As America celebrated another Independence Day, thousands of miles away the Egyptian community was coming to grips with yet another transition of leadership. Categorized as a ‘coup’ the Egyptian people demanded a change and they got just that. The military “perceived” a mandate from “the movement and voices of the masses,” based on their street protests against President Mohamed Morsi, who has been in power for about a year. To date, about 20 people have died due to post-coup riots and protests in the streets. Independence is a long and difficult process for any people, but can be especially difficult when there is evidence of an abuse of power.
Egypt is not new to civil unrest. Often at the forefront of international issues, the Egyptian people have been misunderstood; particularly from a westernized perspective. One thing that seems to be universal is an expectation that those elected to public office, regardless of the country, abide by a code of conduct basic to all democracies. There is an expectation for fair treatment, honest politics and casting a vision of economic empowerment. The people of Egypt, to the resentment of some, have cried out and just two days ago saw another government regime topple.
It’s always amazing just how corrupt some can become when they gain the slightest amount of power. Power can be a catalyst for change or the demise of a good person, depending how it is handled. Many believe that much like money, power merely exposes what lies beneath the surface. In short, it is a magnifying glass for the soul. If one is lacking integrity, moral stability or character, power will only serve to expose it. This is why any individual seeking power must consider the consequences and responsibilities.
Many know exactly how they think they should act when they are ‘in’ authority but have little respect for the chain of command. As Sir John Dalberg-Acton once said, “Absolute power corrupts absolutely.” It’s generally not taught in high schools, not even mentioned in most colleges, but once in the real world it is evident not many know how to handle ‘authority’. Here are a few tips to keep us all level headed:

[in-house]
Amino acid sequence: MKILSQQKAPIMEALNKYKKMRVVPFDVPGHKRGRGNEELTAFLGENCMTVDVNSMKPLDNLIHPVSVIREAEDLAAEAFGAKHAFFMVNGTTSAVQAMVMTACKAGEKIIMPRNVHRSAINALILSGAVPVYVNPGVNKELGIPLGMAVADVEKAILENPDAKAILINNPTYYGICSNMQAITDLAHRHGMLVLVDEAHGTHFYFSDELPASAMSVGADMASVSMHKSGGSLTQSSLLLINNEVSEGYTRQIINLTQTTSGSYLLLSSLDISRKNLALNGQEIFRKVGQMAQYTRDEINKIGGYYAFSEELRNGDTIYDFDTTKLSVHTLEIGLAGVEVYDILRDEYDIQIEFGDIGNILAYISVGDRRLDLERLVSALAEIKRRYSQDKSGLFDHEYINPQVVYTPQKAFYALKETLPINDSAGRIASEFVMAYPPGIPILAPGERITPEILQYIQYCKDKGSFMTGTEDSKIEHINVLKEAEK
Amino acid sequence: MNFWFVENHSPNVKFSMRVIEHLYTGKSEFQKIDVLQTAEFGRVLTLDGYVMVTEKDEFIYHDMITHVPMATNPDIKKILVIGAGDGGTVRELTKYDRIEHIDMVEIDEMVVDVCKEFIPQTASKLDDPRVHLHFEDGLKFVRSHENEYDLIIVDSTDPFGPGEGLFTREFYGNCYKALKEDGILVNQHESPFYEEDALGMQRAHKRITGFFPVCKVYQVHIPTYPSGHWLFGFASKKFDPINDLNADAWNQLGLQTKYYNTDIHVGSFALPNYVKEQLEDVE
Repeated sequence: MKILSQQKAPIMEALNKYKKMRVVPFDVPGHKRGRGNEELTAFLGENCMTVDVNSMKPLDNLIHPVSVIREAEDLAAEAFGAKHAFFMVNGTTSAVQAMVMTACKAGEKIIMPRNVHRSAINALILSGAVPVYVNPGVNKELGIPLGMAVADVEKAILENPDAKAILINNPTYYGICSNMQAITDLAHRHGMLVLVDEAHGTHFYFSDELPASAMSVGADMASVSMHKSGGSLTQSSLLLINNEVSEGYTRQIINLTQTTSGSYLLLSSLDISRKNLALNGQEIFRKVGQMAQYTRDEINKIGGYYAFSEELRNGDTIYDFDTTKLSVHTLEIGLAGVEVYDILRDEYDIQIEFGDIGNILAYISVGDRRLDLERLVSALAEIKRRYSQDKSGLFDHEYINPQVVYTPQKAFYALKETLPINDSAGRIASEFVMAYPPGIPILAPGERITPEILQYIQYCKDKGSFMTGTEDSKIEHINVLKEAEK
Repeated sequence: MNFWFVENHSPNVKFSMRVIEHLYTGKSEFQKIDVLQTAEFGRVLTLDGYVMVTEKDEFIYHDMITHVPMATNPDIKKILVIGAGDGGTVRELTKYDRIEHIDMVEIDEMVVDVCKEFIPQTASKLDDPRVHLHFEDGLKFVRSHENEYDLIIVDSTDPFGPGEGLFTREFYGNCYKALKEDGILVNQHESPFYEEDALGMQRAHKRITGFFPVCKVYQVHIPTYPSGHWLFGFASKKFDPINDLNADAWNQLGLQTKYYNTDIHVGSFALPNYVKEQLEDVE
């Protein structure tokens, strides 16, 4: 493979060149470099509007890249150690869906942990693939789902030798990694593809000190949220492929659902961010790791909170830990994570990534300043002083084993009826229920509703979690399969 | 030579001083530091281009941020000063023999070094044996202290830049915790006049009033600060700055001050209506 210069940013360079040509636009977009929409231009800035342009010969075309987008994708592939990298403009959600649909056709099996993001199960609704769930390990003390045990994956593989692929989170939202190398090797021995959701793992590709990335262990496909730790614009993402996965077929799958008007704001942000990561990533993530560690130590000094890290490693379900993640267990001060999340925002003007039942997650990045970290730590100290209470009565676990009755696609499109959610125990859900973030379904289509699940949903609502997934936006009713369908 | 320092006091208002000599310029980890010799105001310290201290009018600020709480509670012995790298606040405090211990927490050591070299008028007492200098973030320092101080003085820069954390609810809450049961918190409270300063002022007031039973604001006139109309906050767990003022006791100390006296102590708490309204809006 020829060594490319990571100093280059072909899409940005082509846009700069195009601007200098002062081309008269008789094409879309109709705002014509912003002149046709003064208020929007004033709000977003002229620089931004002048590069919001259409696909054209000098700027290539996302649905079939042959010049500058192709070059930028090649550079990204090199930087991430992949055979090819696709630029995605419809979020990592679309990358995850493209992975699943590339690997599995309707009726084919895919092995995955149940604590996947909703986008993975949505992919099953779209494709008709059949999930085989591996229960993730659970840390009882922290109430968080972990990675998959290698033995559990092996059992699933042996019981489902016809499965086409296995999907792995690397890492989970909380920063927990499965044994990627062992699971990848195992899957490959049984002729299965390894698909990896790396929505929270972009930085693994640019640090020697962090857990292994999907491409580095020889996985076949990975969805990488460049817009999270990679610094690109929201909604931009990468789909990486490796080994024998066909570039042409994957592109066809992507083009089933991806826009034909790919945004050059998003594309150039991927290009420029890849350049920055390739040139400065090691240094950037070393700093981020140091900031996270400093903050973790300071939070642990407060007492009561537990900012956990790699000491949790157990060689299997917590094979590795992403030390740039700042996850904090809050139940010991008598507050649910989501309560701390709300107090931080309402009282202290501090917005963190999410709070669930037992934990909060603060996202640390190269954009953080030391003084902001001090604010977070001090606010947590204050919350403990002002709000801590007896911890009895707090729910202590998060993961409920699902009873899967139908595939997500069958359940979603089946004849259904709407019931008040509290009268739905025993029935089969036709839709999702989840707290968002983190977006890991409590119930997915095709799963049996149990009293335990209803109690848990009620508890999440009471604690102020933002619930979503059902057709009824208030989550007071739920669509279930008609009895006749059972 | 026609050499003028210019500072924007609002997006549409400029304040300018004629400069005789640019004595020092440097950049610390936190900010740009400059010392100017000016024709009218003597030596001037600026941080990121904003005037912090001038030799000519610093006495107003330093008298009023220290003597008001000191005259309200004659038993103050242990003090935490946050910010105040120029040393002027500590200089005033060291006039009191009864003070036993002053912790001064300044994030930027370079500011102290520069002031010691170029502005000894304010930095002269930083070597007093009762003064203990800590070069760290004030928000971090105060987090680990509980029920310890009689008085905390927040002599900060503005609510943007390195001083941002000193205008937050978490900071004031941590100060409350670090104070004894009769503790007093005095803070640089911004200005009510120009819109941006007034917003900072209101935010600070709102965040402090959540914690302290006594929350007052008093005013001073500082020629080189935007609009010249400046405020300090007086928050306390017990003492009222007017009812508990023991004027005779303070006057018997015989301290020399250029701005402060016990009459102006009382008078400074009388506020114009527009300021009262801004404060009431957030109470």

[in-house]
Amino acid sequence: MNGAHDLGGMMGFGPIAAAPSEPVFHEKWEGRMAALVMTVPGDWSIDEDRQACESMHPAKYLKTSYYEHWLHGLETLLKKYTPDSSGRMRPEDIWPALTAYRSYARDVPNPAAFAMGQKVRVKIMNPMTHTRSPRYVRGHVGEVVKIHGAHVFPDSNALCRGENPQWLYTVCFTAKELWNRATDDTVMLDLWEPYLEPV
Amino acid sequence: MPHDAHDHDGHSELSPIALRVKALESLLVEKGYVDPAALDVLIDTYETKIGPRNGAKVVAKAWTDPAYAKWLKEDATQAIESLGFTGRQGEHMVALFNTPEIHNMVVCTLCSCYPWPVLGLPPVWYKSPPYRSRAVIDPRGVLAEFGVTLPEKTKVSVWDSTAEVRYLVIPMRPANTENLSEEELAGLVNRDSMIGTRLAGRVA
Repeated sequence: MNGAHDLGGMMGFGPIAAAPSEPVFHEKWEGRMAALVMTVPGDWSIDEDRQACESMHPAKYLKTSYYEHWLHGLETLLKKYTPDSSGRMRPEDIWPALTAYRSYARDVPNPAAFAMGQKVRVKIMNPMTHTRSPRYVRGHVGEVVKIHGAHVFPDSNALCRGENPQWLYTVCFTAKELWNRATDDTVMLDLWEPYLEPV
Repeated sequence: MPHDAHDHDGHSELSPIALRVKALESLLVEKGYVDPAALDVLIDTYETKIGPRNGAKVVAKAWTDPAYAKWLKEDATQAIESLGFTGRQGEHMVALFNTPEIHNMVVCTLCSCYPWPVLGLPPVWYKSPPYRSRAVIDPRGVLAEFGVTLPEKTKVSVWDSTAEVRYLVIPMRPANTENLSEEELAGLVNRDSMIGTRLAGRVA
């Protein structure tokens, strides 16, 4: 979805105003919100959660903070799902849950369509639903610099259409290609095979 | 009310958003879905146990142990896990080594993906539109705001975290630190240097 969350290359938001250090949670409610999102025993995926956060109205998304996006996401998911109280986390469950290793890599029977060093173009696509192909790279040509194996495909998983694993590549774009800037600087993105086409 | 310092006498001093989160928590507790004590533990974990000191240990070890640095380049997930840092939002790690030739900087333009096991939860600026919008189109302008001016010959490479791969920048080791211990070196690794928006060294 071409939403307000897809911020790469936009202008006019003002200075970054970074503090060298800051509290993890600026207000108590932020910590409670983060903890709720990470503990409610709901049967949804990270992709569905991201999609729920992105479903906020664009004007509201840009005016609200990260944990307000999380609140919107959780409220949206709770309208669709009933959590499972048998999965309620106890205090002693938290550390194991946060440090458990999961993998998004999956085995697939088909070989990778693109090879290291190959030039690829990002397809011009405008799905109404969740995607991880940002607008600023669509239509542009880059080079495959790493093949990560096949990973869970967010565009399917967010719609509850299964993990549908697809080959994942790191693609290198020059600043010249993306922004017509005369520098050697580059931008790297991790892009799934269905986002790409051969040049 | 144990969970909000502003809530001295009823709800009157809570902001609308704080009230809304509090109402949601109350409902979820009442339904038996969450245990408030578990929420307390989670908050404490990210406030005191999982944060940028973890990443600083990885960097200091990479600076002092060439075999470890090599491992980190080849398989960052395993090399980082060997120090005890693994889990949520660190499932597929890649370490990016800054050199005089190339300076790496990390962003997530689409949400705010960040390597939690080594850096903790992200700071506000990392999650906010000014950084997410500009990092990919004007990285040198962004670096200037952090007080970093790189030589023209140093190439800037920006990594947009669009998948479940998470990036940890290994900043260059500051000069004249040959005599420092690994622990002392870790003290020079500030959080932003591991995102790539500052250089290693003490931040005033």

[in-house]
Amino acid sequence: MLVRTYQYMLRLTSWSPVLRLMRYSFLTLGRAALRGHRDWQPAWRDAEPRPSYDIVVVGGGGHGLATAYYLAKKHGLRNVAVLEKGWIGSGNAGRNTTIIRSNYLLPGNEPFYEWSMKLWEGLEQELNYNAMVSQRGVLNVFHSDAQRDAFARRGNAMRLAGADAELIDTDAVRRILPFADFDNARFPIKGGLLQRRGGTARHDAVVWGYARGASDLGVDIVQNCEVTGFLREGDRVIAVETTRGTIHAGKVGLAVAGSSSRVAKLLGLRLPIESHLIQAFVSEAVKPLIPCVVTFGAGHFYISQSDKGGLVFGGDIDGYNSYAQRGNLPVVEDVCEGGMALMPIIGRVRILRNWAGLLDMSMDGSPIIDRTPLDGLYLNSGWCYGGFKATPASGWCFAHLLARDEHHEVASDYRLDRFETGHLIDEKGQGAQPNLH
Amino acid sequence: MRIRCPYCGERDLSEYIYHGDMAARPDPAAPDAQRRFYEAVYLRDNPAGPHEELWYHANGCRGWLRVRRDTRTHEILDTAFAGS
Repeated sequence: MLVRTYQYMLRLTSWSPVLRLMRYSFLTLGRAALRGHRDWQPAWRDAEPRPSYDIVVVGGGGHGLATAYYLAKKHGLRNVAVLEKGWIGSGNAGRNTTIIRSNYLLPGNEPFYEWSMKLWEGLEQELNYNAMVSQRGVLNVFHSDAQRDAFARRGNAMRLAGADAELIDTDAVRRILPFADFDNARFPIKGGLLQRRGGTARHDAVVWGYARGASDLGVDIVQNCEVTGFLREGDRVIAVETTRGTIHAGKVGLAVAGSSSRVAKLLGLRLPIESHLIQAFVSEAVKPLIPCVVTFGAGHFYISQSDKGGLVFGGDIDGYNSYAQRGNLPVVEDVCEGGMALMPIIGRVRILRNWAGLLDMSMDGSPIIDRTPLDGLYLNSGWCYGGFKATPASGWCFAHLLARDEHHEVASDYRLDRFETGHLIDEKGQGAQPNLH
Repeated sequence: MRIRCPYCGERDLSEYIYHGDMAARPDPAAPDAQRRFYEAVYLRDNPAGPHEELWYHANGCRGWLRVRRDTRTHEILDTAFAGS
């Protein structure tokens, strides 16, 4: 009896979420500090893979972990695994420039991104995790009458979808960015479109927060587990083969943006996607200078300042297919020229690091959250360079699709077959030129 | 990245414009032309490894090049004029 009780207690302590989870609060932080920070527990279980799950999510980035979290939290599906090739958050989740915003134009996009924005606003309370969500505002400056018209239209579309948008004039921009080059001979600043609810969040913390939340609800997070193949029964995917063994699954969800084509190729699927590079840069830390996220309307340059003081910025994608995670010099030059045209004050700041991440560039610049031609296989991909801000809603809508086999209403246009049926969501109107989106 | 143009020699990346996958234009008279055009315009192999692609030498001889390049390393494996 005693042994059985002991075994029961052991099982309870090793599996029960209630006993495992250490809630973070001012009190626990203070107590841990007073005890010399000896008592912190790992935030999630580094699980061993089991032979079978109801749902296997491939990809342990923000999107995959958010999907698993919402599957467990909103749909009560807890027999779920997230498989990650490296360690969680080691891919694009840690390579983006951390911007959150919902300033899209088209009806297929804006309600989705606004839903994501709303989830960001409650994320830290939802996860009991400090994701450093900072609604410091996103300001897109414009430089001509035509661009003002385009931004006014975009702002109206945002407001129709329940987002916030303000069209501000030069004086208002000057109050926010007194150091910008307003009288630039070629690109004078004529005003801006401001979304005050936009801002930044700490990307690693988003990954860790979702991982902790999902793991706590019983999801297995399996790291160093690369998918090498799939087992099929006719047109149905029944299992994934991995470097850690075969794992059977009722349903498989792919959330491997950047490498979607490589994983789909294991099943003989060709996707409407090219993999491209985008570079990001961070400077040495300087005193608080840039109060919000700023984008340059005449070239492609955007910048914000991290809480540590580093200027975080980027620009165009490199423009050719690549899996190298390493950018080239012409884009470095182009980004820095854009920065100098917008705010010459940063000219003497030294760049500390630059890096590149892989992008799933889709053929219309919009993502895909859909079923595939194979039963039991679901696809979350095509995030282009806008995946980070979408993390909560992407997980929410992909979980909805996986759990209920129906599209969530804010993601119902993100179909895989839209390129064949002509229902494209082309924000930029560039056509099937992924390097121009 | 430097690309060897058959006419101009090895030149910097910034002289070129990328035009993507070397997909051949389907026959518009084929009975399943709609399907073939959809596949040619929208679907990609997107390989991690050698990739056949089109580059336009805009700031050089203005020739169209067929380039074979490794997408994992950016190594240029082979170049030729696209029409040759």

- There is no such thing as power, just for power’s sake: Like Peter Parker’s uncle told him in The Amazing Spider-Man, “Great power comes with great responsibility.” It’s important to remember that anytime people are given a position of power, they must understand what is expected to be accomplished. Without a clear agenda, all are bound to veer off course.
- Power always needs checks and balances: Reckless managers running around free to do whatever they want in the name of results is tantamount to chaos. Gone are the days of the ‘office wild west’ approach to leadership. Organizations have learned to build in accountability systems to stop the abuse of power.
- Real leadership is about influence, not intimidation: Smart people marvel at those who think once they receive a title, all they have to do is yell ‘Follow me’ and everyone just lines up. Leadership influences others to achieve the common goal, not because they are forced to, but because they are empowered to.
- Authority starts with good self-leadership: Leadership boils down to how well individuals can hold themselves accountable to their own internal goals. Without this internal compass, people will lead themselves and everyone with them astray. In recent years many have seen what the deterioration of morality has done to society. From athletes to Wall Street, society has witnessed a serious decline.
Whether an individual is one who has just been given keys to the ‘big’ conference room, just brought home a bundle of joy from the hospital or an officer patrolling a neighborhood, they have the unique privilege of possessing authority. Take these tips, build a system of checks and balances and keep in mind what power really is all about. The job is never to become a tyrant over others. Rather seek to be the moral compass of inspiration in these seemingly lost days.
The recent uprising in Egypt has left the world waiting to see what happens next. One thing has been assured; there will be no rest until the people of Egypt have representation, and a government they can trust. As interim president Adli Mansour takes office amid another transition, the outcome of which remains to be seen. For now, Egypt’s army has suspended the country’s constitution, surrounded the palace of its elected president, put him in military custody. They have cut him off from outside communications, arrested dozens of leaders of his party, and shut down its TV networks. To those watching it looks like a coup. But it isn’t, according to its supporters. These spokesmen include Gen. Abdel Fattah al-Sissi, who led the ouster; opposition leader Mohamed ElBaradei; Foreign Minister Mohamed Kamel Amr; and Mohamed Tawfik, Egypt’s ambassador to the United States.
The Egyptian people seek and deserve an honest, capable and representative democratic government. As President Obama has said, “no transition to democracy comes without difficulty, but in the end it must stay true to the will of the people.” The longstanding partnership and friendship between the United States and Egypt is of great importance to the United States, and we will continue to support the Egyptian people to ensure that Egypt’s transition to democracy succeeds.
By: Cherese Jackson (Virginia Beach, VA)